Imbalance in Education and Job Prospects

How many mechanical or chemical engineers do you know? Where do they work and in which post? As mechanical engineers or as IT trainees or are they at home preparing to clear a competitive exam? In our country, the number of literate people go up year after year and thus unemployment increases. Every day there are new educational institutes being established and yet there seems to be a lack of skills which might be responsible for the current scenario of unemployment. Where is it that we are going wrong?

Education cultivates skills and skills empower individuals in job prospects. So, is the current mass of unemployment a result of the incapabilities of educational institutions? Or is it because the skills developed through education institutions are in no way related to the jobs available in the market? With uniform and world class standards employed in most institutes in India and facilities growing every day, one could hardly suspect the incapabilities of educational institutes. On the other hand, if we go deep into the education system and analyse it with regards to the current job markets, we would be able to guess a reasonable solution for this unfortunate instability of employment.

For instance, let’s take a look at an engineering university since now a days engineering has become a must go for educational standards to be called literate. The courses offered at the Universities range from Aerospace, Biological, civil, chemical, computer science, electrical engineering , mechanical engineering and much more. All the courses have around equal number of students. Yet, the job opportunities for IT and electrical students has been increasing at a regular basis whereas the opportunities for other branches have been at the same level for decades. So with an increasing job market in particular branches, isn’t it necessary to increase the seats of certain branches and reduce the seats of some others? Unfortunately it doesn’t work that way in our country. We produce equal number of mechanical engineers and IT professionals every year. Most basic law of economics states that demand should be met with supply. Demand of more IT professionals has been met with other professionals entering the IT sector.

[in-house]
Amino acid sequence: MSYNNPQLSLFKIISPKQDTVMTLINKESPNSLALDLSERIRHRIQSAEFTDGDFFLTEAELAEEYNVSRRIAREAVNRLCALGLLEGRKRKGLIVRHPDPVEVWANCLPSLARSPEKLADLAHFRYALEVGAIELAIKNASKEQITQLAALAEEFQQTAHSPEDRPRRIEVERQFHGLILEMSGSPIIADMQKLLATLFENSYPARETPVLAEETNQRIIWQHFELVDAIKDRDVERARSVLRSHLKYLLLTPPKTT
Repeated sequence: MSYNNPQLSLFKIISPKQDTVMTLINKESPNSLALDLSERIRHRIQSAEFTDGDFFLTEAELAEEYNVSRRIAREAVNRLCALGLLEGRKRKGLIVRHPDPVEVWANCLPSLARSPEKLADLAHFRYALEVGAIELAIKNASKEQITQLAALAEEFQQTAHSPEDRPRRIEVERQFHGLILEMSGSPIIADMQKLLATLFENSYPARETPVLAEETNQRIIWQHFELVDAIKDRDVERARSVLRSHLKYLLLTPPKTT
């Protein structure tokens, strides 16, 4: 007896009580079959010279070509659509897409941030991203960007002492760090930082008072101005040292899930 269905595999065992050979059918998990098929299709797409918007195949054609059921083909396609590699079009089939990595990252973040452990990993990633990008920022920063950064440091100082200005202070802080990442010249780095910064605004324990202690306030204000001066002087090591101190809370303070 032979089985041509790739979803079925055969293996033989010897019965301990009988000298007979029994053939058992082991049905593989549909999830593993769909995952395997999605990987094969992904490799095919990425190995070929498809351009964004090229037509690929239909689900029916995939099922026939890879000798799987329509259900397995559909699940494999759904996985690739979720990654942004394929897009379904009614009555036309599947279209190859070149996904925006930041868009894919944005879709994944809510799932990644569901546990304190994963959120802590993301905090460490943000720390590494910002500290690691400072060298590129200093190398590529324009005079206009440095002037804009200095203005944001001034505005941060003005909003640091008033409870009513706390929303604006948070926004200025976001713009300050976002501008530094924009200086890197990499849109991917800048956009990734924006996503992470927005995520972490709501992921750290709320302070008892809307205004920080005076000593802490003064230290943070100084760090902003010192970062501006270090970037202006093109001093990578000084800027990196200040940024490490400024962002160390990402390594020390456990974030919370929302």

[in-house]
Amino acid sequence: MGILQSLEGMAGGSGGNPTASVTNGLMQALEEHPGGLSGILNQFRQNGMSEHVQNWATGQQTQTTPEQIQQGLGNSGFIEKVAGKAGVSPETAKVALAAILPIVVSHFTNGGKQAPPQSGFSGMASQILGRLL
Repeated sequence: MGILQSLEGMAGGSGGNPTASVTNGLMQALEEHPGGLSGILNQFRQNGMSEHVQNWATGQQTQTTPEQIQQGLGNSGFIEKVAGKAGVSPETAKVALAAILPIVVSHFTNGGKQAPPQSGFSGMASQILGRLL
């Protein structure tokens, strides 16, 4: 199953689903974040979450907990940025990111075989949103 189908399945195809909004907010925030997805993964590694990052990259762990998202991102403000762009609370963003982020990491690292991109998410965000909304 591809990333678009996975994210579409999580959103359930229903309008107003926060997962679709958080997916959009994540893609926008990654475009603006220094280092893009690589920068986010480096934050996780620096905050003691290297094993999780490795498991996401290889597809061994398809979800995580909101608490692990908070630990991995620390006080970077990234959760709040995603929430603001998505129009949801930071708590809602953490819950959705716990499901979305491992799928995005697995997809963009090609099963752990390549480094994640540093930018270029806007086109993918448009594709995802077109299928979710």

Why do our educational institutions need to produce so many professionals of different departments when most of them end up working in an IT sector because of the job market? It would be better for educational institutions to train more number of students in the currently blooming field of computer science and electronics and reduce the seats in the other departments to meet the current needs of the industry in India. This will improve the IT sectors in India and also will result in reduction of unemployment since most of the unemployed fresh graduates are from non IT sectors. Moreover, this will reduce the industry’s job of hiring a non IT professional who has been trained for skills that are completely irrelevant from the IT or computer science background and providing him/her months of training in the IT field. This will indeed increase the efficiency of industries.

This discrepancy between demands of industry and supply of educational institutes also plays a major role in losing talented young brains of the nation. For instance, even in IIT, the best engineering college in the nation, most of the students studying in the branches outside computer science and electrical engineering, wanting to make use of the 4 years of education they received, go abroad for higher studies to find a job and increase their career prospects in their core engineering field because of the lack of opportunities in India in their core field. This can be significantly reduced if a larger number of students are trained in the profession where there is room for a lot of research and development in India.

It is the duty of every educational institution to dynamically respond to the demands of industries and train students accordingly. This is one perspective of the imbalance of education and jobs in India. When such issues are addressed, it will result in a balance between education and job prospects. When such balance occurs, it will result in a reduction of unemployment and will thus contribute to the true development of the nation.

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